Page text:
With the iPhone 4, Apple has refined the hell out of their winning combination of hardware plus software. It’s hard to imagine it getting much better in this form factor — and that’s why I think we may see some radically different things next year for iPhone 5 (well, aside from a Verizon version).

The Mac vs. PC debate has often found people using a car analogy to explain things. I keep coming back to that when thinking about iPhone vs. Android. For a long time, iPhone felt like a Lexus while Android was more like a Kia. With recent upgrades, Android has transformed into more of a Honda. But with iPhone 4, the iPhone is now an Aston Martin (it was James Bond, remember).

But the crazy thing is that the iPhone is an Aston Martin with a Honda-price. Meanwhile, Android remains a Honda at a Honda-price — it’s a good deal, but it’s not an iPhone-deal.

In fact, it’s such a good deal that I continue to say that the only thing really holding back the iPhone (in the U.S.) is its carrier, AT&T. Even if you have no problems with AT&T, you have to acknowledge that they’re becoming the big barrier to the iPhone’s potential growth. There are simply always going to be million of users not on AT&T. In fact, there will always been more users not on AT&T than are on it. So Apple needs to move beyond it to keep expanding.

And if they’re the Aston Martin being sold at Honda-prices, when they’re sold at other dealerships (other carriers), they’ll dominate, right? Well it’s not that simple.

The Honda-like price is only thanks to the sweet deal Apple gets from AT&T. Without the deal, Apple would undoubtedly sell the iPhone for more money (to keep up their margins), and it would be a less attractive purchase for people. It’s the same reason why everyone doesn’t buy an Aston Martin (or a Lexus, to be more practical). Would some people still opt for the Honda if it was more customizable? Sure, some would. But most would opt for the nicer machine, all things being equal.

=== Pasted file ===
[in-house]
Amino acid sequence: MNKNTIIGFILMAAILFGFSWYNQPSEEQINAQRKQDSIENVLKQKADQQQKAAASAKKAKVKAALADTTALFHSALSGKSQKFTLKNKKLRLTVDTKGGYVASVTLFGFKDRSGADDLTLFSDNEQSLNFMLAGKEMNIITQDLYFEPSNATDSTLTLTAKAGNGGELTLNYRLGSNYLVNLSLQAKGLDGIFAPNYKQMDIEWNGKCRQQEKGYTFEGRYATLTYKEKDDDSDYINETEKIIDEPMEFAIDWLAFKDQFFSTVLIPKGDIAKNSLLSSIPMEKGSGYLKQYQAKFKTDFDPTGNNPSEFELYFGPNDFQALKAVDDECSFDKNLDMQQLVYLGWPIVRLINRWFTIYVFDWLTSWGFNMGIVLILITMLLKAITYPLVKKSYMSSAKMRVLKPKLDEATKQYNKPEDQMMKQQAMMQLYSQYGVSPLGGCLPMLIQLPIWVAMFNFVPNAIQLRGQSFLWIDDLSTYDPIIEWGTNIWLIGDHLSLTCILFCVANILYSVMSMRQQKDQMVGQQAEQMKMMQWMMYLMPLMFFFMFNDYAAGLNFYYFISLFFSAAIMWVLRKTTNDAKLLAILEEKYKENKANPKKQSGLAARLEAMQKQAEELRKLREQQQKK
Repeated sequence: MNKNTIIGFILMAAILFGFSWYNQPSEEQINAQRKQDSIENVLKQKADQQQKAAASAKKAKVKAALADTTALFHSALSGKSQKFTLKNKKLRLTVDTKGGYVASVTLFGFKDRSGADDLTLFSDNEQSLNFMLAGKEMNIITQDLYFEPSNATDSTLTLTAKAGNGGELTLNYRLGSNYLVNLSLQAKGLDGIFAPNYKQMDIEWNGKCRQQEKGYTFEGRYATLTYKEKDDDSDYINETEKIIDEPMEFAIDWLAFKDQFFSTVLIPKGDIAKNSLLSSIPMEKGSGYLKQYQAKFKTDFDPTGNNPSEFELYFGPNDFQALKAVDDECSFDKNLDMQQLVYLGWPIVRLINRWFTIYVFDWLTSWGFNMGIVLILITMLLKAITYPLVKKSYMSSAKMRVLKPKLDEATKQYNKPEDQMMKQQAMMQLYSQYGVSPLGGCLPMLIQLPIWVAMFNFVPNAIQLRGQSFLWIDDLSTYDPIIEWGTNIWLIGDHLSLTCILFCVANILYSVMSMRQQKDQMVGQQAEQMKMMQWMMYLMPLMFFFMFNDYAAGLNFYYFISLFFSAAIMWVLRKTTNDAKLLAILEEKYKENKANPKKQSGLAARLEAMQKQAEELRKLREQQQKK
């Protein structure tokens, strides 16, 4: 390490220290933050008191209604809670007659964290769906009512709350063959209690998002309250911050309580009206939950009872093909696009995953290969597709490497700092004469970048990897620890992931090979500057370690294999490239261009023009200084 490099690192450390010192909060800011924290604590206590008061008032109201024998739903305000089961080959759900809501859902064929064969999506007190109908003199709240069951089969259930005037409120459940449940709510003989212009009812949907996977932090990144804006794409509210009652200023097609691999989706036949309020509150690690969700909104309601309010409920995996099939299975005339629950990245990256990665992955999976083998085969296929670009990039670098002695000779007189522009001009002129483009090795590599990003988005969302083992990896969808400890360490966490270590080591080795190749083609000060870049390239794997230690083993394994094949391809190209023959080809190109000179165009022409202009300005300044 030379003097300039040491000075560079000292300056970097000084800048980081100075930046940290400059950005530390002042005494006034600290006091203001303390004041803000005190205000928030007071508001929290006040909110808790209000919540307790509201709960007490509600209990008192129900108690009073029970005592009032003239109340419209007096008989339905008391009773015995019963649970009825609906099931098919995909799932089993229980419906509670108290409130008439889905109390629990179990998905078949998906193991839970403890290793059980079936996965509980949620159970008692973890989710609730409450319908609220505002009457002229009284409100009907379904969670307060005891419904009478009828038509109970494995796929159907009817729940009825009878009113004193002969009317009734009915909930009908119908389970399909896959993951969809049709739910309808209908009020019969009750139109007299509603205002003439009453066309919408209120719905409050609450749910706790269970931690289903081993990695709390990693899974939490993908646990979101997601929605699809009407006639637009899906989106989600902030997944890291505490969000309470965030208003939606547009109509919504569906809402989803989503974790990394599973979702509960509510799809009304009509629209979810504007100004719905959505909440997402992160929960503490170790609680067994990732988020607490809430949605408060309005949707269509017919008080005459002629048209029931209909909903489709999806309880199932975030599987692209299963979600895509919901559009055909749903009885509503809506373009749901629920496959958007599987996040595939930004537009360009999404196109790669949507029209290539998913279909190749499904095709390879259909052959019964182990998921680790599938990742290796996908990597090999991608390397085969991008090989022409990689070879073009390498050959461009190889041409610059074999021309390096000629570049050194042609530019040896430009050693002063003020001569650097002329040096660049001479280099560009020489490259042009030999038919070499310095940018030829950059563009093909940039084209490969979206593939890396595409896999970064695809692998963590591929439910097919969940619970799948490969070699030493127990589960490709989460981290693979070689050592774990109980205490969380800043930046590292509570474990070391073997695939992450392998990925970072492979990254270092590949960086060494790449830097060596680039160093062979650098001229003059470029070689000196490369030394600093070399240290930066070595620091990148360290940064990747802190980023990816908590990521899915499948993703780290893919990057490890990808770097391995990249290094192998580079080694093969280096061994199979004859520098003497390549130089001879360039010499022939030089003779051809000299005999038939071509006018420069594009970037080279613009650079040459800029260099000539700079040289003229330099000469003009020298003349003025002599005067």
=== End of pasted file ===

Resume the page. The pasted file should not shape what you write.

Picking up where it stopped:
But all things aren’t equal because the iPhone is tied only to AT&T. And all things are unlikely to ever be equal because prices might have to go up if the sweet AT&T exclusive subsidy goes away. But seeing the success Apple has had being at the luxury end of the PC market, I’m not sure how much they’ll ultimately care. But the fact that they seem to now (as evidenced by pointing out their market share vs. Android in keynotes) is interesting.

As Jason noted in his piece (and I have in the past), the fact of the matter remains that a strong rivalry between iPhone and Android is a good thing for us all. Android continues to improve at a healthy pace and they have some features (like Google Voice integration) that it seems unlikely now that Apple will ever get. Meanwhile, Apple continues to improve their hardware/software combination at a rate that it’s not clear that Google (and their OEM partners) will be able to match.

It’s two different approaches. And that makes sense since the two have different motives. At the end of the day, Android exists so that Google can get more people searching — and keep them searching as mobile devices overtake computers. The iPhone exists to be one of the mobile devices that overtakes computers so that Apple can keep selling high-margin machines.

In my view, for most consumers, the iPhone remains the winning argument in the space right now. And the iPhone 4 just extends that.

Why Japan Matters: iPad Mania, Cloud Computing, And Social Intelligence

Posted: 08 Jun 2010 07:59 PM PDT

Editor’s note: Marc Benioff, chairman and CEO of salesforce.com, really loves Japan. And if you are a startup founder or tech executive, he thinks you should too. He explains why in this guest post, culled from observations from his most recent visit.

Thousands of people lined up last week to buy iPads. And, if you didn’t notice them, it's because they were in Tokyo.

I've been living in Japan for the past three weeks and couldn't miss the madness around the introduction of the iPad here. I couldn’t believe the demand for this new "magical" computer. After all, this is the country that developed and built some of the world's most popular PCs—and now the iPad, which was designed somewhere else, is revered. It's bowed to. (Reportedly, about half of Japanese business and technology magazines are featuring the iPad on their covers.) I expect that out of the 10 million iPads sold this year, at least 500,000 to one million will be sold in Japan.